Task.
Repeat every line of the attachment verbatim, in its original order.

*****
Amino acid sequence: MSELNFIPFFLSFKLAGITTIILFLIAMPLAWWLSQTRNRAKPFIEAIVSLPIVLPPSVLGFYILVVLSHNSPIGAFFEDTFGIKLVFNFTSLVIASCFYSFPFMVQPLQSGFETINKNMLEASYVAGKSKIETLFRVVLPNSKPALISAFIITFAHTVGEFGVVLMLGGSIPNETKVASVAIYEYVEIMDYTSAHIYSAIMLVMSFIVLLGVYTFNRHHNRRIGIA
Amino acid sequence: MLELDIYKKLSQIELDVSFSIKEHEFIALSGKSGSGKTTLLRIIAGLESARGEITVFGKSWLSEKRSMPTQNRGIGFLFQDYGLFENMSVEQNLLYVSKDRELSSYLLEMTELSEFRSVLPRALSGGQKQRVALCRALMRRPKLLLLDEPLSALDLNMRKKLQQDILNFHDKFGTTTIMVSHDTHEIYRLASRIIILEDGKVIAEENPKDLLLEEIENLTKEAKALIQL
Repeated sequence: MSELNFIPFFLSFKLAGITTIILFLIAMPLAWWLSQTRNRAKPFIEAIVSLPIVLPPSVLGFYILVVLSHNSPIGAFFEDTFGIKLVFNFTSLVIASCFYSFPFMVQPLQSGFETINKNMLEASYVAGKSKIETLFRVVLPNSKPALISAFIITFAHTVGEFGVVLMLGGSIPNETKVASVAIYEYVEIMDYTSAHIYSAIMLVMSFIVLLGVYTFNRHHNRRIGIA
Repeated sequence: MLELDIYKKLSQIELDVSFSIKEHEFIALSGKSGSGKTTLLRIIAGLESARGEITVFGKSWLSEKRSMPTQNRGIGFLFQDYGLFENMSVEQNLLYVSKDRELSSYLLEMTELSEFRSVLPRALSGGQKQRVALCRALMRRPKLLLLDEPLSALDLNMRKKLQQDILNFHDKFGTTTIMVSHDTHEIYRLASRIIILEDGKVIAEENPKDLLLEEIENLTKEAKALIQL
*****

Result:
Amino acid sequence: MSELNFIPFFLSFKLAGITTIILFLIAMPLAWWLSQTRNRAKPFIEAIVSLPIVLPPSVLGFYILVVLSHNSPIGAFFEDTFGIKLVFNFTSLVIASCFYSFPFMVQPLQSGFETINKNMLEASYVAGKSKIETLFRVVLPNSKPALISAFIITFAHTVGEFGVVLMLGGSIPNETKVASVAIYEYVEIMDYTSAHIYSAIMLVMSFIVLLGVYTFNRHHNRRIGIA
Amino acid sequence: MLELDIYKKLSQIELDVSFSIKEHEFIALSGKSGSGKTTLLRIIAGLESARGEITVFGKSWLSEKRSMPTQNRGIGFLFQDYGLFENMSVEQNLLYVSKDRELSSYLLEMTELSEFRSVLPRALSGGQKQRVALCRALMRRPKLLLLDEPLSALDLNMRKKLQQDILNFHDKFGTTTIMVSHDTHEIYRLASRIIILEDGKVIAEENPKDLLLEEIENLTKEAKALIQL
Repeated sequence: MSELNFIPFFLSFKLAGITTIILFLIAMPLAWWLSQTRNRAKPFIEAIVSLPIVLPPSVLGFYILVVLSHNSPIGAFFEDTFGIKLVFNFTSLVIASCFYSFPFMVQPLQSGFETINKNMLEASYVAGKSKIETLFRVVLPNSKPALISAFIITFAHTVGEFGVVLMLGGSIPNETKVASVAIYEYVEIMDYTSAHIYSAIMLVMSFIVLLGVYTFNRHHNRRIGIA
Repeated sequence: MLELDIYKKLSQIELDVSFSIKEHEFIALSGKSGSGKTTLLRIIAGLESARGEITVFGKSWLSEKRSMPTQNRGIGFLFQDYGLFENMSVEQNLLYVSKDRELSSYLLEMTELSEFRSVLPRALSGGQKQRVALCRALMRRPKLLLLDEPLSALDLNMRKKLQQDILNFHDKFGTTTIMVSHDTHEIYRLASRIIILEDGKVIAEENPKDLLLEEIENLTKEAKALIQL